Geology of Lake Pueblo
Lake Pueblo Park has a rich geologic history. The rock layers visible throughout the park reflect a number of interesting geological processes. According to Brad Sageman of Northwestern University three of the most important processes are the following:
Geologists give names to rock layers that can be traced over large areas. The layers visible in Lake Pueblo Park include, in ascending order, the Dakota Sandstone, Graneros Shale, Lincoln Limestone, Hartland Shale, Bridge Creek Limestone, Fairport Chalky Shale, Blue Hill Shale, Codell Sandstone, and Ft. Hayes Limestone. These rock units can be seen along the dam spillway, through Rock Canyon and up into the Liberty Point area on the North side of the dam.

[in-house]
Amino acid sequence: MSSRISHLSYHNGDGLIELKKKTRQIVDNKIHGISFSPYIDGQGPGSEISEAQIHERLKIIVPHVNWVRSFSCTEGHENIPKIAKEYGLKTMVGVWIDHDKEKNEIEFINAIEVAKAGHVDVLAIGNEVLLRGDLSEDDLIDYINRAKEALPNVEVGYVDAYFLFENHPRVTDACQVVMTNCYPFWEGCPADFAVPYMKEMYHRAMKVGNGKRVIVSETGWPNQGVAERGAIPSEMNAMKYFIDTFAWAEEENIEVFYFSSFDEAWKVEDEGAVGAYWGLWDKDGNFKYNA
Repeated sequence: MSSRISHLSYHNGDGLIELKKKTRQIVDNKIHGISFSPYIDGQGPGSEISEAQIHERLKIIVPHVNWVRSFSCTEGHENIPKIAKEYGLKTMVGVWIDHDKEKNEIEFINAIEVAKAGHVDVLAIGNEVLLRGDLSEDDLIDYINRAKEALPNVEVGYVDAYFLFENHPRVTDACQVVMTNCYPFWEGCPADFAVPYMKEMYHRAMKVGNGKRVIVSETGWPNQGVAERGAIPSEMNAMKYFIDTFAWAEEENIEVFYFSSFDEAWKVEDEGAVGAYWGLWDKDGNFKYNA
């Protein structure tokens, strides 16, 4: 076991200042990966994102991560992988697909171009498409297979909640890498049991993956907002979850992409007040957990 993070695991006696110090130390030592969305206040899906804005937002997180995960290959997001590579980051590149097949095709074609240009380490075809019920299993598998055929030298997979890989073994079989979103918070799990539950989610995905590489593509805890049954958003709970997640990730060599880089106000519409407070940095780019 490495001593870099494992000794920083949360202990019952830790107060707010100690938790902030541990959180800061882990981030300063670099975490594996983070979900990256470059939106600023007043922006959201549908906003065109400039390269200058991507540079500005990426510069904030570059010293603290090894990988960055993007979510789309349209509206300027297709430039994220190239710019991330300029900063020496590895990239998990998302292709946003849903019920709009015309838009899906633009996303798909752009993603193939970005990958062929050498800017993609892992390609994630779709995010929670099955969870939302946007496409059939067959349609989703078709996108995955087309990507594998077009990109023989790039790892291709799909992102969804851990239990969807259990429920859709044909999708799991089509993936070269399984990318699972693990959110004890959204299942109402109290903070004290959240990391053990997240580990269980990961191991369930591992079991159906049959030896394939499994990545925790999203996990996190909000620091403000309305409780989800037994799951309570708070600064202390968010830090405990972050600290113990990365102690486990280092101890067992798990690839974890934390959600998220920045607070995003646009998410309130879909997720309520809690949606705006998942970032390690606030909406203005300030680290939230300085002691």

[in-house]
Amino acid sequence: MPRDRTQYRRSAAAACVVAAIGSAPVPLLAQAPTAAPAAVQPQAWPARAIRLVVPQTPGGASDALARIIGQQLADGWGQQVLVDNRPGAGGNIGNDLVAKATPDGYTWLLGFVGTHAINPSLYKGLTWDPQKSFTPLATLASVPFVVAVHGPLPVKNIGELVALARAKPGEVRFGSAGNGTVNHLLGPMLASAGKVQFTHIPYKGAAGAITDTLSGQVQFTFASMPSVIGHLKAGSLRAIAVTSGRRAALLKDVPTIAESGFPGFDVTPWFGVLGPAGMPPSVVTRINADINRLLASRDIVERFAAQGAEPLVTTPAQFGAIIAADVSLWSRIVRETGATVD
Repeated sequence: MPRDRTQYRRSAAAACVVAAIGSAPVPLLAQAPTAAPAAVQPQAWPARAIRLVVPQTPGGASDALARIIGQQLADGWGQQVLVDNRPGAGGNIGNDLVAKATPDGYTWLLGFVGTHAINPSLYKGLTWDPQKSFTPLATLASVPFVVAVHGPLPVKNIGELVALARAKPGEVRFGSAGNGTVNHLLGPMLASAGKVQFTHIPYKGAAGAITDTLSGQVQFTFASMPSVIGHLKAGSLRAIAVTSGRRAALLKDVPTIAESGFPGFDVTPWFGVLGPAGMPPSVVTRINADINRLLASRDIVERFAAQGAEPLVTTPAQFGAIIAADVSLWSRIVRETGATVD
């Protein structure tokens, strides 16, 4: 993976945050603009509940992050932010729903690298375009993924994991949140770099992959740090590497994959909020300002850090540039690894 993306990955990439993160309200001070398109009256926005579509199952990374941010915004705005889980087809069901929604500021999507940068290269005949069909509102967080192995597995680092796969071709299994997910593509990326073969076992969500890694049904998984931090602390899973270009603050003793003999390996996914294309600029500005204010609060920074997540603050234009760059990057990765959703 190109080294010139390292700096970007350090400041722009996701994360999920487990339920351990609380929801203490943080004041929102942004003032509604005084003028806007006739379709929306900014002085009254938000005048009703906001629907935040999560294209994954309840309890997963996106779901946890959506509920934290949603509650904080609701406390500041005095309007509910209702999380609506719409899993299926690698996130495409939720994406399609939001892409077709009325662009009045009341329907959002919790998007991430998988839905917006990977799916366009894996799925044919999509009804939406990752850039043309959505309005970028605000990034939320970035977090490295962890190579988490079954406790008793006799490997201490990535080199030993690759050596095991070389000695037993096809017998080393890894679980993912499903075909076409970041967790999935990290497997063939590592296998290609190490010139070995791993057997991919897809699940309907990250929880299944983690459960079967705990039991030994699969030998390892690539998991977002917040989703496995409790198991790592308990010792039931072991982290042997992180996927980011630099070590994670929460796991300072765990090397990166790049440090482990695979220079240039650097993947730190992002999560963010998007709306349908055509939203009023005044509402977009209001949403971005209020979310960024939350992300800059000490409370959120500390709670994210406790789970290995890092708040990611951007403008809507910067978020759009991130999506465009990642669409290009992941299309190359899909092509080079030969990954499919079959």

Geologists also define geologic time by designating specific locations that serve as the standards for all other rocks of the same geologic age. Because Lake Pueblo's Rock Canyon area has one of the best exposures, fossil records, and other characteristics it was chosen as a GSSP (Global Boundary Stratotype Section and Point) - an internationally agreed upon stratigraphic section which serves as the reference for a particular boundary on the geologic time scale. Geologists from around the world travel to Lake Pueblo to study this site.
Fossils are quite common on the park, but please remember that collection of rocks or fossils is prohibited.